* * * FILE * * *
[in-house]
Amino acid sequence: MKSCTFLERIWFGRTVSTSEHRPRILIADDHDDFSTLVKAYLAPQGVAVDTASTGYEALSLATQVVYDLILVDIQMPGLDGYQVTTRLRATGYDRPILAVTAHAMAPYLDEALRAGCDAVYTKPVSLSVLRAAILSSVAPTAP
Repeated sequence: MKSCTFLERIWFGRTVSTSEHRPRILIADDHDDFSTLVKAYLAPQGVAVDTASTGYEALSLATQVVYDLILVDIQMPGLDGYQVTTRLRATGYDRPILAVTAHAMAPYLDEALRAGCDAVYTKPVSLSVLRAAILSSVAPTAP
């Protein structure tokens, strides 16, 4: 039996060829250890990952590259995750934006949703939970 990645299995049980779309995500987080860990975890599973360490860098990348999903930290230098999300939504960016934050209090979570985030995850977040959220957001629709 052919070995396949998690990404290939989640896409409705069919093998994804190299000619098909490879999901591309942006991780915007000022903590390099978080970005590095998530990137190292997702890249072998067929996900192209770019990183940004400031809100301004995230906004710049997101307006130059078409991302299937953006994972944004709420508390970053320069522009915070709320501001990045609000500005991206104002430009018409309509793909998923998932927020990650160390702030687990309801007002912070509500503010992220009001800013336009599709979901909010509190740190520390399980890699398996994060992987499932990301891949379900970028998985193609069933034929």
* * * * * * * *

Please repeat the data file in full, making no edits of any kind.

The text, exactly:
[in-house]
Amino acid sequence: MKSCTFLERIWFGRTVSTSEHRPRILIADDHDDFSTLVKAYLAPQGVAVDTASTGYEALSLATQVVYDLILVDIQMPGLDGYQVTTRLRATGYDRPILAVTAHAMAPYLDEALRAGCDAVYTKPVSLSVLRAAILSSVAPTAP
Repeated sequence: MKSCTFLERIWFGRTVSTSEHRPRILIADDHDDFSTLVKAYLAPQGVAVDTASTGYEALSLATQVVYDLILVDIQMPGLDGYQVTTRLRATGYDRPILAVTAHAMAPYLDEALRAGCDAVYTKPVSLSVLRAAILSSVAPTAP
């Protein structure tokens, strides 16, 4: 039996060829250890990952590259995750934006949703939970 990645299995049980779309995500987080860990975890599973360490860098990348999903930290230098999300939504960016934050209090979570985030995850977040959220957001629709 052919070995396949998690990404290939989640896409409705069919093998994804190299000619098909490879999901591309942006991780915007000022903590390099978080970005590095998530990137190292997702890249072998067929996900192209770019990183940004400031809100301004995230906004710049997101307006130059078409991302299937953006994972944004709420508390970053320069522009915070709320501001990045609000500005991206104002430009018409309509793909998923998932927020990650160390702030687990309801007002912070509500503010992220009001800013336009599709979901909010509190740190520390399980890699398996994060992987499932990301891949379900970028998985193609069933034929």